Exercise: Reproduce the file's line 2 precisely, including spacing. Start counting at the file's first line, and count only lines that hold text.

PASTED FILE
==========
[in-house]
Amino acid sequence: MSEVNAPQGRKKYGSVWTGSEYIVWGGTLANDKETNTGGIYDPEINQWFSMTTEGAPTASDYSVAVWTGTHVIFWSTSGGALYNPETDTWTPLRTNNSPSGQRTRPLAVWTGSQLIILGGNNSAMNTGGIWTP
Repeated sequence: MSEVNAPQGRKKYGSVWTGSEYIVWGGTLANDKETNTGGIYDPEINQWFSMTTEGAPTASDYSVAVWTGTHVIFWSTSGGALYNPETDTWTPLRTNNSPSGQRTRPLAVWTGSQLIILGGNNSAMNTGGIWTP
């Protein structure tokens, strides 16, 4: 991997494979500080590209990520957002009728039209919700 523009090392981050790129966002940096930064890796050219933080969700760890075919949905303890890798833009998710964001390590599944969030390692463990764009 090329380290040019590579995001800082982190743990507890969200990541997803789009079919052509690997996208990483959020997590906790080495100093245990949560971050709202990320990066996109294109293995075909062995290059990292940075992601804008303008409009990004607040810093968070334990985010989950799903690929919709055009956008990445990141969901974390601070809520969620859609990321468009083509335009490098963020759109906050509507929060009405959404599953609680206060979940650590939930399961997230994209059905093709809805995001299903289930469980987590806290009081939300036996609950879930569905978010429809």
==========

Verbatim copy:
Amino acid sequence: MSEVNAPQGRKKYGSVWTGSEYIVWGGTLANDKETNTGGIYDPEINQWFSMTTEGAPTASDYSVAVWTGTHVIFWSTSGGALYNPETDTWTPLRTNNSPSGQRTRPLAVWTGSQLIILGGNNSAMNTGGIWTP